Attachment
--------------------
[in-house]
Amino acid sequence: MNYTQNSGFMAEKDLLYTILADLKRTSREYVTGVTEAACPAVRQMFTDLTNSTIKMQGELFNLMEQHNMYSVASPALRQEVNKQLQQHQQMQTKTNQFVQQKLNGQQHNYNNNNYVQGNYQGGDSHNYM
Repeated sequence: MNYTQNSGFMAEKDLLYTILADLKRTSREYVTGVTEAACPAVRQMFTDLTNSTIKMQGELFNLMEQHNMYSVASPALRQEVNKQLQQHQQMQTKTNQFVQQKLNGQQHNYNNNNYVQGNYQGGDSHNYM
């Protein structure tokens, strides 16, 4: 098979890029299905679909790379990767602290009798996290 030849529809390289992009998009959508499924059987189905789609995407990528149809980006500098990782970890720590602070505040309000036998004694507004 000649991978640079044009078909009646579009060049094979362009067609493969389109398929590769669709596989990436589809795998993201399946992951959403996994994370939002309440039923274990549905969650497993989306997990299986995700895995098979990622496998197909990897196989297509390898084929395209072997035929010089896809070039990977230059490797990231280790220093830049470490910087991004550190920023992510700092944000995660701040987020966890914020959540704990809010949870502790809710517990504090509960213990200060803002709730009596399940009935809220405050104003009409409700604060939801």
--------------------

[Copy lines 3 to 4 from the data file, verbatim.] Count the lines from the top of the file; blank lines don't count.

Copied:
Repeated sequence: MNYTQNSGFMAEKDLLYTILADLKRTSREYVTGVTEAACPAVRQMFTDLTNSTIKMQGELFNLMEQHNMYSVASPALRQEVNKQLQQHQQMQTKTNQFVQQKLNGQQHNYNNNNYVQGNYQGGDSHNYM
């Protein structure tokens, strides 16, 4: 098979890029299905679909790379990767602290009798996290 030849529809390289992009998009959508499924059987189905789609995407990528149809980006500098990782970890720590602070505040309000036998004694507004 000649991978640079044009078909009646579009060049094979362009067609493969389109398929590769669709596989990436589809795998993201399946992951959403996994994370939002309440039923274990549905969650497993989306997990299986995700895995098979990622496998197909990897196989297509390898084929395209072997035929010089896809070039990977230059490797990231280790220093830049470490910087991004550190920023992510700092944000995660701040987020966890914020959540704990809010949870502790809710517990504090509960213990200060803002709730009596399940009935809220405050104003009409409700604060939801």